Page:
Top Sets and Back-Off Sets

Top Sets

Each training session, as you are completing your working sets, you should aim to reach a “Top Set”. As you may guess, this is the set in which the highest amount of weight is used for the day.

Some days, a top weight will be used for multiple sets. Other days, you will be able to continually escalate the weight throughout your working sets, all the way up to one single top set.

The top set(s), is the peak of the training session. Sometimes this also represents the end of the session. Other times it does not.

The higher the weight you work up to, the less sustainability you will have. As you near your limits, fewer repetitions and fewer sets will be possible to be completed. But just because you can no longer climb in weight or continue to train with a relatively high-percentage weight, does not always mean you need to (or should) quit for the day. This could be an excellent time to utilize back-off sets.

Back-Off Sets

Back-off sets AKA “Down Sets” are done with weights that are reduced from your top weights. They are used to accumulate more training volume in a safe way. Tallying up more reps - in a fatigued state, is what carries over to more strength, more muscle, and more total energy expenditure down the road, even with the use of sub-maximal weights.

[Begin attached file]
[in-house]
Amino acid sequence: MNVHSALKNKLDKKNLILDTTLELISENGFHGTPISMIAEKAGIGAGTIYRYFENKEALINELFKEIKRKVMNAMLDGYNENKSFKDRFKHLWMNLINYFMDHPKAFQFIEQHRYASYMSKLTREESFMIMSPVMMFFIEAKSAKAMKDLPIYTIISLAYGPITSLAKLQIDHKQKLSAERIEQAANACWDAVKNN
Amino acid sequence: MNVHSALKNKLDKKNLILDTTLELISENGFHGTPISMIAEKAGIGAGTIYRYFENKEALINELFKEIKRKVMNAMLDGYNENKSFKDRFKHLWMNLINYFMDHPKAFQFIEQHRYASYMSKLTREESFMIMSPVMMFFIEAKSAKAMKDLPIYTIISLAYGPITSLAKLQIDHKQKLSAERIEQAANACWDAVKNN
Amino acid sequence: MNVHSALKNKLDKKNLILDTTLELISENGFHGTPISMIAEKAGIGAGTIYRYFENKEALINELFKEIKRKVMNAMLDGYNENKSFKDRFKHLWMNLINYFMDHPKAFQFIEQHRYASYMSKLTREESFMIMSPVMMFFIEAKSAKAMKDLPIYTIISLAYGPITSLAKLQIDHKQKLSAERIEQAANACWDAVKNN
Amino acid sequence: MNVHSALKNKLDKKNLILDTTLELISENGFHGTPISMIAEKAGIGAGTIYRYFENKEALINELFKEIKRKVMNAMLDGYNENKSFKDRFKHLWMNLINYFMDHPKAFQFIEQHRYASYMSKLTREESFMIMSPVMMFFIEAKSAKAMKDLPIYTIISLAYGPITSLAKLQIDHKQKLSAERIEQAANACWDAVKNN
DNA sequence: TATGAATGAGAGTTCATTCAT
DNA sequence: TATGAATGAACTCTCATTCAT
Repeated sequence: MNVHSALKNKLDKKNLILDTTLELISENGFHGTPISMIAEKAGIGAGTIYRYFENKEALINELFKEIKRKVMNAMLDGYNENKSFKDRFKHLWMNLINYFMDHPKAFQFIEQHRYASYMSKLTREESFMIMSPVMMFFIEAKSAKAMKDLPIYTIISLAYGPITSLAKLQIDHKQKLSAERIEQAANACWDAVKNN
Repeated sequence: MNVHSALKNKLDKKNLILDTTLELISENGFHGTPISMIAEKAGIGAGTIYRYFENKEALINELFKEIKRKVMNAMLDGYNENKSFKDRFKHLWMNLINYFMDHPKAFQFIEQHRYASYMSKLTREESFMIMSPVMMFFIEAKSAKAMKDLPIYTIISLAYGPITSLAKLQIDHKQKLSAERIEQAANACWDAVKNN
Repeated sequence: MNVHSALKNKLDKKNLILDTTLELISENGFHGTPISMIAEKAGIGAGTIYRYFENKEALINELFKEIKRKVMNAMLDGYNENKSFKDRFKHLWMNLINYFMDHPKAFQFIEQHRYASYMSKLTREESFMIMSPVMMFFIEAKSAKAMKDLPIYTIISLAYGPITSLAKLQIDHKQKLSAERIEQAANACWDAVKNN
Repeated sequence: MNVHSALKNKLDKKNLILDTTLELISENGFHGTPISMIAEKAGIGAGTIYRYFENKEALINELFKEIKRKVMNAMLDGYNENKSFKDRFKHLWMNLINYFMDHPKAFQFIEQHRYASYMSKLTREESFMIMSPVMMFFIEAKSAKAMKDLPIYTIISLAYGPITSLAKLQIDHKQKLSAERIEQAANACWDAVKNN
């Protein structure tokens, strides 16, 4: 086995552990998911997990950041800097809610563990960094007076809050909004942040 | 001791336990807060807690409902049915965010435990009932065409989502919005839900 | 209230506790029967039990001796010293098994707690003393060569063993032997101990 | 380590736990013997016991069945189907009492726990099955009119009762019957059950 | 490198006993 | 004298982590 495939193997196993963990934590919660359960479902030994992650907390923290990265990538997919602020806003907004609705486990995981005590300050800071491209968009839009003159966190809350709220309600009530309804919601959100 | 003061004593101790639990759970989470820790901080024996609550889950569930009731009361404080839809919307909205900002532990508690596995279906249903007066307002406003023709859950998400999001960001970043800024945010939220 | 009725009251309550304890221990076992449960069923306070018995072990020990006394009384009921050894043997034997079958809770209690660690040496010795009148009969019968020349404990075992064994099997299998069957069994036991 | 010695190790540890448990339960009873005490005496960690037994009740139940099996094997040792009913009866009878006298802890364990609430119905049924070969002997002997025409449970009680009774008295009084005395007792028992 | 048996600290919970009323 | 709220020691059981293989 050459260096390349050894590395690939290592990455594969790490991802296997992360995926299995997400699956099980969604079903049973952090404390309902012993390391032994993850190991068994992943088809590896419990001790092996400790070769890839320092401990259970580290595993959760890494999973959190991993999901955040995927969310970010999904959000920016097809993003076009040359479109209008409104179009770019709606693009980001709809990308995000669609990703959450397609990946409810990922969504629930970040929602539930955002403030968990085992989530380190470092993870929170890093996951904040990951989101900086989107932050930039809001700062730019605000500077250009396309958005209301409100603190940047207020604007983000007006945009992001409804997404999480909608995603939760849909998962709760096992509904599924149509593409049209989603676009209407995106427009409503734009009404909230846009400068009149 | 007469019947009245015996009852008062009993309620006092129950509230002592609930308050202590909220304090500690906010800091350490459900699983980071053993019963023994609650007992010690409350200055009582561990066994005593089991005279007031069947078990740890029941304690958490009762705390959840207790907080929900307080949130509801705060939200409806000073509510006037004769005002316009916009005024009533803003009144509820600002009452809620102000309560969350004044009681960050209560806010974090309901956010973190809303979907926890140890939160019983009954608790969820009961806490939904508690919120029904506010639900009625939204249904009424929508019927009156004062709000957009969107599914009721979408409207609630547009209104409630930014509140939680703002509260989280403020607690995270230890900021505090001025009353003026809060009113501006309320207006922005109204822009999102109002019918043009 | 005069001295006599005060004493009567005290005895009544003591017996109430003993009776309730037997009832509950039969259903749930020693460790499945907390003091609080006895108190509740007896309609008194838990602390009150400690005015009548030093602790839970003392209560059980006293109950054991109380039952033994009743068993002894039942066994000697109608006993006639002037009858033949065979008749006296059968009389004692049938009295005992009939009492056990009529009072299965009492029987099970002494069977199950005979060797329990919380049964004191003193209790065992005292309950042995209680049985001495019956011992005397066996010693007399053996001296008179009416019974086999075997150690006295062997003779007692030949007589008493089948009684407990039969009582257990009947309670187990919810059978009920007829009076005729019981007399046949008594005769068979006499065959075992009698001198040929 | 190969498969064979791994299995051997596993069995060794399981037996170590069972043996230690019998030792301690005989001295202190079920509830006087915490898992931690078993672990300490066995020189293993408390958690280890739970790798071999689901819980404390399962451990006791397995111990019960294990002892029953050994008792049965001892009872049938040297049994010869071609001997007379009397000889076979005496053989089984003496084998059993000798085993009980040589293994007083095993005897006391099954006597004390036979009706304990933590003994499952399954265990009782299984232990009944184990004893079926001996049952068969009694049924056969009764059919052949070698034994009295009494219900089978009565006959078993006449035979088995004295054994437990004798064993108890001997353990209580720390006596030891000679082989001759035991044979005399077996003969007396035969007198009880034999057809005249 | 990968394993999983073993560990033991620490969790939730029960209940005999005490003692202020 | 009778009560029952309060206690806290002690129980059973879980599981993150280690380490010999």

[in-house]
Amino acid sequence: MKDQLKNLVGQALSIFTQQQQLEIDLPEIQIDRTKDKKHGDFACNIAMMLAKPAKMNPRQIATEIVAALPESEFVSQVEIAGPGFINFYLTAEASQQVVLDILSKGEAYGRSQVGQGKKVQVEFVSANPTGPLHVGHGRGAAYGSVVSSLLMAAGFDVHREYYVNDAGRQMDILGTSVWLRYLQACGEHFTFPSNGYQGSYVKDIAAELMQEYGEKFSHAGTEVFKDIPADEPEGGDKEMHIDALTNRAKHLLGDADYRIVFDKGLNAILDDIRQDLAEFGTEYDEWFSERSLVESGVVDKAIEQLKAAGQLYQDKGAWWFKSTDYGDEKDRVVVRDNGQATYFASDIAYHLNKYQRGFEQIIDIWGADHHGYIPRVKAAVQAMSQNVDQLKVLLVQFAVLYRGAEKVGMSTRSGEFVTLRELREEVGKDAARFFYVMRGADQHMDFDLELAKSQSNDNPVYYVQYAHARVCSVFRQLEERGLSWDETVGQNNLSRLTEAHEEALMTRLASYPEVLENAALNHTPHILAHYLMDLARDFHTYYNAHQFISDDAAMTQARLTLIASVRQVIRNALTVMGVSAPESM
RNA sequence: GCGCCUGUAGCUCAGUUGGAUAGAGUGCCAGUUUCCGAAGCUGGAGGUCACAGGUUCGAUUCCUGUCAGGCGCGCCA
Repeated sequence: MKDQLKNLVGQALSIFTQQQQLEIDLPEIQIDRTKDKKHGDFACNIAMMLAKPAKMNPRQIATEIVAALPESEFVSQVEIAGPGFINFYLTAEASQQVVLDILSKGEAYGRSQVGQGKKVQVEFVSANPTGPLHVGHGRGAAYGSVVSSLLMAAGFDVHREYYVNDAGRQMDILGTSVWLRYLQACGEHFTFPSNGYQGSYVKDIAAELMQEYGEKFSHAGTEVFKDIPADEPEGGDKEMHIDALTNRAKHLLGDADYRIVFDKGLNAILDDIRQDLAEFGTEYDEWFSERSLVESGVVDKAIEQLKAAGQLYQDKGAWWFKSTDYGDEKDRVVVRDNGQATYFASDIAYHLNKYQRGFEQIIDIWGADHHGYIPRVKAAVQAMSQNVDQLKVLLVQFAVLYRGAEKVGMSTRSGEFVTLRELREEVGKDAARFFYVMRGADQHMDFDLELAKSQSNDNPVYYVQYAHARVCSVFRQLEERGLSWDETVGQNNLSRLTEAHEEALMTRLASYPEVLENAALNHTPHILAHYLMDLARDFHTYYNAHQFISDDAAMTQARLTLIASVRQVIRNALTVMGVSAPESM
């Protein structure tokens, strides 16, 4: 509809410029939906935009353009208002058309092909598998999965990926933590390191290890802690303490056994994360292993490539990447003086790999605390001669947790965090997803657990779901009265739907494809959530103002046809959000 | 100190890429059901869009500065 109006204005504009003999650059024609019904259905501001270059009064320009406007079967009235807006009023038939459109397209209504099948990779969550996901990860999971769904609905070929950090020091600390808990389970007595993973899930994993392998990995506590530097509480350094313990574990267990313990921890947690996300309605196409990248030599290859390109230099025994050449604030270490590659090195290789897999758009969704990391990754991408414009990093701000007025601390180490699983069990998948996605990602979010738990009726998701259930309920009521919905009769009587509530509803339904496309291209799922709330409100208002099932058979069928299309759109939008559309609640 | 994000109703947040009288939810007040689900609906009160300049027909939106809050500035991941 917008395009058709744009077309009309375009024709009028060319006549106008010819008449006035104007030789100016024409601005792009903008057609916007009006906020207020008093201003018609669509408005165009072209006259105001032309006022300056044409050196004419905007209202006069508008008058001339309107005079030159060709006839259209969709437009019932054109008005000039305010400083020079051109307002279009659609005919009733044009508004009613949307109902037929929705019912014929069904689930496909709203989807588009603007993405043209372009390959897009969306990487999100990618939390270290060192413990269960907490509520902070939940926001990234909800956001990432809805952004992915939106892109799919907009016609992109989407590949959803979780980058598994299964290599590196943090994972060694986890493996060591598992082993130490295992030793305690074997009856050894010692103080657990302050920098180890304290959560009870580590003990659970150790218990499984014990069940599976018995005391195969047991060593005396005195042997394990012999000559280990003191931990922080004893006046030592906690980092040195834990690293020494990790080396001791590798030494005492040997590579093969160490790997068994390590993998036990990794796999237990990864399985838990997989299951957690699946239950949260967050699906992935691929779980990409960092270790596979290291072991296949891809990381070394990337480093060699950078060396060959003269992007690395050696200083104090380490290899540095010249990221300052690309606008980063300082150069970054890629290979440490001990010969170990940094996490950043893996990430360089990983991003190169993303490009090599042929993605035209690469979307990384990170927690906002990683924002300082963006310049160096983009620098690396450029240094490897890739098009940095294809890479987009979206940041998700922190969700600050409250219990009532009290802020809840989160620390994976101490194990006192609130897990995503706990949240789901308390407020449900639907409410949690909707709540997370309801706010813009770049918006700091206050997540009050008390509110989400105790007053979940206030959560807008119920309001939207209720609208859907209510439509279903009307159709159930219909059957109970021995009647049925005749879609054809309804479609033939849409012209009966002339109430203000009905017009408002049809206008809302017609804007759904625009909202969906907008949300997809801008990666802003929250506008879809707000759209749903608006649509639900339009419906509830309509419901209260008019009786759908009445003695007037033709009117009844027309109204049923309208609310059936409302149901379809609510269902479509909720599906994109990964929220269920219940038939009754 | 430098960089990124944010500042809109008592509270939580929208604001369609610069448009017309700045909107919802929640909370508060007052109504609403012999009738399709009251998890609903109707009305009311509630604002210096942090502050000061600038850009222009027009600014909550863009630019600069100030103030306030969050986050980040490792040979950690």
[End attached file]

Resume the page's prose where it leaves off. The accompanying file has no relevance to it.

A highly overlooked reason to employ back-off sets is to help build confidence. Lets say you work up to a top weight of 405lb and then drop back to 330lb to do some down sets. 330 is going to feel like a toy. Your body will be tricked into it feeling lighter than it felt working up to, and past it from zero. This presents a great scenario to become more efficient with weights that are under your top weights for the day. You will learn to move these weights faster. You will learn to not let weights that used to get in your head, get in your head anymore. If you use them correctly, back-off sets can help bring up your top weights, and the higher your top weights, the higher your back-off weights will be as a result.

Back-offs can be used to do any number of sets, for any number of repetitions, and loaded to any percentage of a lift.

As an example of all of this, below is the deadlift workout my 5:45pm class did just last night…

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This workout involved working up to a top set - a top single.

After that, back-off sets were completed, on the minute, at 80% of the top weight reached.

After the back-off sets where completed, with whatever time was left, we worked up to a single again, this time using the lifters’ non-preferred stance.